- If you're finding that you need a starter that is larger than your flask size, you'll have to go through all of the above steps more than once (or use a larger flask). For example, if a 3L starter is required and your flask is only 2L, go through all of the steps to make a 2L starter and then start over and make a 1L starter with all of the yeast from the first starter. This of course takes longer so you need to plan ahead.

- Some people prefer to boil directly in the flask over a stove. That's fine, but never use a flask directly on an electric stove with coil elements without some form of heat diffuser as the concentrated heat can crack the flask making for an ungodly mess that will ban you from doing anything brewing related in the kitchen ever again. Cracking is more likely to occur if the flask is only 'student' grade and not 'laboratory' grade (most reasonably priced flasks are only 'student' grade and may contain tiny air bubbles that can cause the glass to shatter at extreme temperatures). Boiling directly over gas or ceramic/glass stove can be done but a laboratory grade flask is recommended. Placing the flask in a saucepan with a few inches of water works too and allows you to use any grade flask on any stove-top, and if the flask does crack the saucepan will hopefully catch most of the mess.

- I've never been overly comfortable with giant flasks sitting on small stir plates as things do sometimes vibrate slightly and some yeast can get pretty chunky as it reproduces (like WLP002) which may eventually throw the stir bar, causing more bumps. I use a heavy lab support stand with ways to hold the flask, just to be safe. I a;so tend to run the stir plate pretty fast, mostly based on Kai's study here which says faster results in more yeast growth. Last thing you want is a couple of litres of sticky wort dumped all over the counter a day or two before you want to brew. The stand I use is perfect as it comes with a retort ring which is perfect for a 2L flask and a clamp that is perfect for larger 5L flasks. Large stir plates are available like the Maelstrom but they're huge, expensive, come with features I don't need, and take up a ton of room. Plus, lab stuff just looks cooler. Wink

- When you're done making the starter and want to get the stir bar out of the flask for a second starter or before you pitch, use a rare earth magnet on the outside of the flask to pull it up the side. While there's no harm in accidentally dumping the stir bar into the fermenter (we've all done it), you will forget it's in there and will likely end up pouring it down the drain when you go to wash the fermenter in a few weeks. Always good to have a spare stir bar or two.

Pictures / Videos:


Stir plate in action making a 2L starter. Video (c) TheElectricBrewery.com


Works really well with a massive 5L flask with a 2" stir bar too (water test). Video (c) TheElectricBrewery.com


Making a large 4L starter with a 2" stir bar. Video (c) TheElectricBrewery.com

Getting a nice vortex in this 5L flask right to the bottom which helps oxygenate and maximize yeast reproduction. With a large flask like this there's less chance that you'll need to multi-step those insanely large starters for high gravity beers (or you may end up making less steps). Also useful for yeasts that tend to foam up a lot (lots of krausen). The stand with the clamp/retort ring is an absolute requirement with a larger flask like this. I wouldn't trust it without one.


Making the yeast starter during an experimental batch of Electric Hop Candy Jr (part 1: boiling water). Video (c) TheElectricBrewery.com


Making the yeast starter during an experimental batch of Electric Hop Candy Jr (part 2: pitching yeast). Video (c) TheElectricBrewery.com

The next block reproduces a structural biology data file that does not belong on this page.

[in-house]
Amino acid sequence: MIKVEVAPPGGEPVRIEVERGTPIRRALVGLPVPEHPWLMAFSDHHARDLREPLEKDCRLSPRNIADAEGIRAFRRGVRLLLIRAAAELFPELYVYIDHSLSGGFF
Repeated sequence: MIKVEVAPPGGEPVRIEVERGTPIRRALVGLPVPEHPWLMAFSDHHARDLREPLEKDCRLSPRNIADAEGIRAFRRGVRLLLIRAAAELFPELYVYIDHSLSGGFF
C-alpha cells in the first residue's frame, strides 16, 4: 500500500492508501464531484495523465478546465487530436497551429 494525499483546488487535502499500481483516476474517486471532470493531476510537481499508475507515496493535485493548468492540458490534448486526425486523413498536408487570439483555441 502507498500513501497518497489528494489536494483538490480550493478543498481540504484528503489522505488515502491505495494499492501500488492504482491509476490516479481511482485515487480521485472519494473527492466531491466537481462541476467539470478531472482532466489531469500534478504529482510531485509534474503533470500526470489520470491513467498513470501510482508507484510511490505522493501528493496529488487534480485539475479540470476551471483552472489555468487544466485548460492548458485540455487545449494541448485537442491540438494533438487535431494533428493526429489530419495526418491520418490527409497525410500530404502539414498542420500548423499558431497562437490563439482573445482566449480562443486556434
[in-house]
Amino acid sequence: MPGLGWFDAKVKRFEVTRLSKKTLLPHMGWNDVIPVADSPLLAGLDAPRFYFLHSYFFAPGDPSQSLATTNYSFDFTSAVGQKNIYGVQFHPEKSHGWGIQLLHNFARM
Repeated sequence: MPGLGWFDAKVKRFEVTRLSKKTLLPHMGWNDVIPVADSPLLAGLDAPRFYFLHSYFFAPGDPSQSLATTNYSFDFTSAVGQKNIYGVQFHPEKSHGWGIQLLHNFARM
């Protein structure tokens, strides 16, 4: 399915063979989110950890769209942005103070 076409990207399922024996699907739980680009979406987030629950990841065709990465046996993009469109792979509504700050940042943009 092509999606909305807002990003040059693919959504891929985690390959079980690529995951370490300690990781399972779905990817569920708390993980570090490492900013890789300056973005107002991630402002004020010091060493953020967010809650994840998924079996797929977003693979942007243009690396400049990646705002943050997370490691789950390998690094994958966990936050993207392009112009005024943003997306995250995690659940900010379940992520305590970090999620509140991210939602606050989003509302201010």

White Labs WLP565 Belgian Saison Yeast yeast settling out in the fridge the night before brew day. Photo (c) TheElectricBrewery.com

Chilling the wort/yeast mixture lets the yeast settle out and separate from the wort. It usually only takes 12-24 hours for the yeast to settle out. Every yeast is different. Before pitching, the wort is decanted. We won't want to throw off the flavour of the beer we're going to be fermenting or water it down with low ABV wort.


Pitching yeast (after decanting the wort) into a Kölsch. Picture (c) TheElectricBrewery.com

More videos:

Making a 5L WY2007 starter for a lager: https://www.instagram.com/p/BcDqYm-AGGY/?taken-by=theelectricbrewery
Chilling a 5L WY2007 starter to pitch temp: https://www.instagram.com/p/BcDtPPJA1cl/?taken-by=theelectricbrewery
5L WY2007 starter at start of fermenting: https://www.instagram.com/p/BcEGjzrAHX_/?taken-by=theelectricbrewery
5L WY2007 starter at high krausen: https://www.instagram.com/p/BcGvOSUguGR/?taken-by=theelectricbrewery

Kal


_________________
Purchasing through our affiliate links helps support our site at no extra cost to you. We thank you!
My basement/bar/brewery build 2.0


Last edited by kal on Fri Dec 01, 2017 2:56 pm; edited 71 times in total
Back to top
View user's photo album (21 photos)
Ozarks Mountain Brew



Joined: 22 May 2013
Posts: 536
Location: The Ozark Mountains of Missouri

Drinking: Amber Bock

Working on: Irish Ale, Pale ale


PostLink    Posted: Fri Feb 03, 2017 4:55 pm    Post subject: Reply with quote

Ive worked with WLP007 before and its a beast of its own, huge flakes
_________________
http://www.ozarksmountainbrew.com

Drinking - Nutty Professor Ale, Fresh Squeezed Pale Ale, Ozarks Winter Bock
Fermenting - Penguin IIPA
On Deck -
Back to top
dp Brewing Company



Joined: 08 Jul 2013
Posts: 372
Location: Midwest

Drinking: Lagunitas IPA Clone, Belgian Waffle Strong Ale, The Pale Lady, Robust Porter, Choco Porter, Chocolate Taco, Strawberry Wheat

Working on: Farmhouse Cider


PostLink    Posted: Fri Feb 03, 2017 4:57 pm    Post subject: Reply with quote

Ozarks Mountain Brew wrote:
Ive worked with WLP007 before and its a beast of its own, huge flakes


Same here, I use it for my last batch of wheat beer, I had to build it up with a starter. Looked like snow flakes. I got a video if anyone is interested of the yeast dropping in the sight glass while in the fermentor.
Back to top
View user's photo album (2 photos)
JayBo



Joined: 23 Oct 2016
Posts: 30



PostLink    Posted: Sun Feb 12, 2017 6:12 pm    Post subject: Reply with quote

Thanks for posting this Kal.

I've been brewing for years, own all sorts of equipment, but the one thing I never picked up was a stir plate. Happy yeast=happy beer, so maybe its time to bite the stir bar. Would it work with a 5000ml flask?